3. Leaf from a French Book of Hours
Medieval mourners bring out their dead in this illuminated page (or leaf) from a 15th-century French book of hours. The page provides an ominous opening for the Office of the Dead, one of the prayer cycles typically contained within a book of hours. The books were the most popular religious tomes of medieval Europe and contained prayers, psalms and readings for Christian devotion. They were often illuminated, and the more expensive volumes were lavishly embellished and personalized for their owners. This page dates to around 1440 and is probably from eastern France.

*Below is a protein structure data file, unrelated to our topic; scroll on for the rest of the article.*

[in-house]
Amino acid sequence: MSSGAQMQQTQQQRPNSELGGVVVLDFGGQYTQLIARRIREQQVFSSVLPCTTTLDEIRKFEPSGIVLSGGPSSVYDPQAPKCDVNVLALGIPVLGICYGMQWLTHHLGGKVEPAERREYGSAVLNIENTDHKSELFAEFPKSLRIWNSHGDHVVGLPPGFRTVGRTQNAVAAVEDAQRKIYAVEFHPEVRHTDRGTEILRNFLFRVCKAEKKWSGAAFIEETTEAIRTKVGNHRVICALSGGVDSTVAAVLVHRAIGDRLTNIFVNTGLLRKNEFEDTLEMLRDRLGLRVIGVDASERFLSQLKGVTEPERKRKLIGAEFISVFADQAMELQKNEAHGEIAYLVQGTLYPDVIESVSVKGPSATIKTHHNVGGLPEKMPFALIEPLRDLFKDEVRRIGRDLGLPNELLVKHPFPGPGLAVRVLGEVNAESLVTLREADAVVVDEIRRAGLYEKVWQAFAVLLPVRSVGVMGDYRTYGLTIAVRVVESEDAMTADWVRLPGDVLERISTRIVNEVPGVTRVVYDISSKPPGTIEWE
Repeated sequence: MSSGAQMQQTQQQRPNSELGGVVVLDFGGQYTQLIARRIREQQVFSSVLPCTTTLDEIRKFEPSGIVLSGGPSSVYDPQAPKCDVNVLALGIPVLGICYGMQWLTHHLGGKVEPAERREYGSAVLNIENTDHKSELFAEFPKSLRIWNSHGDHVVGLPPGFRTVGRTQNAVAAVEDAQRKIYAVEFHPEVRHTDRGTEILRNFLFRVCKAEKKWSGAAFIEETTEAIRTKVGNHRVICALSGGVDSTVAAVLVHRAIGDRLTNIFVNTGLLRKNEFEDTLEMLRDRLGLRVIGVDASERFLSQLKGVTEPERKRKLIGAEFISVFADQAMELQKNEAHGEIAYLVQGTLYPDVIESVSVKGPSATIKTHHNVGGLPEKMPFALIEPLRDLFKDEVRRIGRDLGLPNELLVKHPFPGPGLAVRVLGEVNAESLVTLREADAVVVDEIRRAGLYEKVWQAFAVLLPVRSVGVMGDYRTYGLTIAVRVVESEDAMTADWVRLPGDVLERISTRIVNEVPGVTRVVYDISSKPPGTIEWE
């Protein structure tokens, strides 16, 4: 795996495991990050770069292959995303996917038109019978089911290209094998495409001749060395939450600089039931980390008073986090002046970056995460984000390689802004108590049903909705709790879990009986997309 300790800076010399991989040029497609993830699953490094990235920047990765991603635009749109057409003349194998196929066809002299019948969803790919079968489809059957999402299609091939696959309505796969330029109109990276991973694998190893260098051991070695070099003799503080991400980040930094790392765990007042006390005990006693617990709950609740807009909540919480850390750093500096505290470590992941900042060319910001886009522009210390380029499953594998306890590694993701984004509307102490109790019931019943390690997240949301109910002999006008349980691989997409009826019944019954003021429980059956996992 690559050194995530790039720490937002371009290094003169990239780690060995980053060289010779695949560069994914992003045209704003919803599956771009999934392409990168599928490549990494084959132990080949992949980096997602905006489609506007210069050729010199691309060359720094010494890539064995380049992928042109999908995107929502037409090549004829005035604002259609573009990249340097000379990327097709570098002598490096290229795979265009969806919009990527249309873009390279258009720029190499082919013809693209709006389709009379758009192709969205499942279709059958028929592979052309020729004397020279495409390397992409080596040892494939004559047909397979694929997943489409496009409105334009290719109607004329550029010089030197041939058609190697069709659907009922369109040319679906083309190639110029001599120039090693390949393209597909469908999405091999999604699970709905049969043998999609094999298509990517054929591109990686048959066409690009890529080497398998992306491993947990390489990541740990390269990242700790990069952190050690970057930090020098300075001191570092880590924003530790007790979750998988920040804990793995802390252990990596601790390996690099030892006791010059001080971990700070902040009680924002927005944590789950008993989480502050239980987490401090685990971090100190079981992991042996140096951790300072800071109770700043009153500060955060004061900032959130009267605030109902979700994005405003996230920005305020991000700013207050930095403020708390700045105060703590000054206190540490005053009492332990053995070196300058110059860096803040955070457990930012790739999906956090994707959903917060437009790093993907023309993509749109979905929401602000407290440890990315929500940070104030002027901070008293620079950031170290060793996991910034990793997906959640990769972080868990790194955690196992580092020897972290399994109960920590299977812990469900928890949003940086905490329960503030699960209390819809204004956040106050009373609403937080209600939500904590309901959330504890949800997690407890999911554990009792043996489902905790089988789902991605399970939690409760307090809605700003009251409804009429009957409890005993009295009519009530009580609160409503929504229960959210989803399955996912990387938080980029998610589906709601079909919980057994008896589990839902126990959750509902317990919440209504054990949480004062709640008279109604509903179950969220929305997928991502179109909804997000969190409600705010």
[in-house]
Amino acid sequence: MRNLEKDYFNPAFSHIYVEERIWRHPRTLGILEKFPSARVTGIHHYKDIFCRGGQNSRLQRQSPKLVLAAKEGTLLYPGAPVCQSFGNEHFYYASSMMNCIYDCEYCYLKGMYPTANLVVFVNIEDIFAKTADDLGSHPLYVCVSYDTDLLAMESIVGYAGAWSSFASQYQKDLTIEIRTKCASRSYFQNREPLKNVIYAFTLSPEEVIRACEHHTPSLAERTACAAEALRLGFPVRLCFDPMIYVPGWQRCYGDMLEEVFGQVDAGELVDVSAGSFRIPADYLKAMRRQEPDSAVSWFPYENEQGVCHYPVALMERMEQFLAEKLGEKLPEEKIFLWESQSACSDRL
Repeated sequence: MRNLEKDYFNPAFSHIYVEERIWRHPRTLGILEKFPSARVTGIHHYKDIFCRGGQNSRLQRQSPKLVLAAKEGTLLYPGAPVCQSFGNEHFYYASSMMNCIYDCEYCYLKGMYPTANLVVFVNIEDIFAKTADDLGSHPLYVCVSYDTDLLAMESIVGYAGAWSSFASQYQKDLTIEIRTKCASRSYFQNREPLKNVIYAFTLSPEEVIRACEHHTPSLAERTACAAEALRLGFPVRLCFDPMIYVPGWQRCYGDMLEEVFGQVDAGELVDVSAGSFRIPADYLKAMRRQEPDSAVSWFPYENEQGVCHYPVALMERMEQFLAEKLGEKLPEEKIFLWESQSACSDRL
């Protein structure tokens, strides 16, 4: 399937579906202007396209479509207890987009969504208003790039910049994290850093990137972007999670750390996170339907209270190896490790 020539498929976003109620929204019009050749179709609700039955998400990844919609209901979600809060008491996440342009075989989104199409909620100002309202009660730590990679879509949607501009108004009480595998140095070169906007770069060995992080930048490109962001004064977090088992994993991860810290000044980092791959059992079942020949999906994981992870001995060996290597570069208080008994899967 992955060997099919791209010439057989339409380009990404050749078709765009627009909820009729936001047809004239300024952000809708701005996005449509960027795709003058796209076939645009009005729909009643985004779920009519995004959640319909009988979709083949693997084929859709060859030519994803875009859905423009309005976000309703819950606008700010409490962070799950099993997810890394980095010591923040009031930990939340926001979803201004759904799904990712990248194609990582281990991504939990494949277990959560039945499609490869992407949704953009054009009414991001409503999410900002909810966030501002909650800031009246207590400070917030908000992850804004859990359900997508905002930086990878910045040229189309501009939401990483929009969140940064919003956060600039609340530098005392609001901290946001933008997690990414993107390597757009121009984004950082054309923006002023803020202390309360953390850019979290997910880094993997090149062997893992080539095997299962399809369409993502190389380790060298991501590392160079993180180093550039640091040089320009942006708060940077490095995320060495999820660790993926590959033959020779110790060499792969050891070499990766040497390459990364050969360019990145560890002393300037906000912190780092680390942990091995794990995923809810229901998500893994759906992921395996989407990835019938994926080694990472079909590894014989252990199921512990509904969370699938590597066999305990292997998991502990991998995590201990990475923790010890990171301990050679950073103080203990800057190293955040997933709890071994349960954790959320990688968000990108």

Surrounded by an intricately interwoven border of burnished-gold ivy leaves and colorful flowers, the page depicts a funeral mass, with priests, singers in choir stalls and black-clad mourners bearing candles. In the corner, a bearded grotesque figure rides backward on a beast and raises a club, perhaps preparing to rain down eternal punishment.
Special Collections/University Archives owns leaves from books of hours from the 13th through the 16th centuries, which are frequently studied by English and art history students as well as others.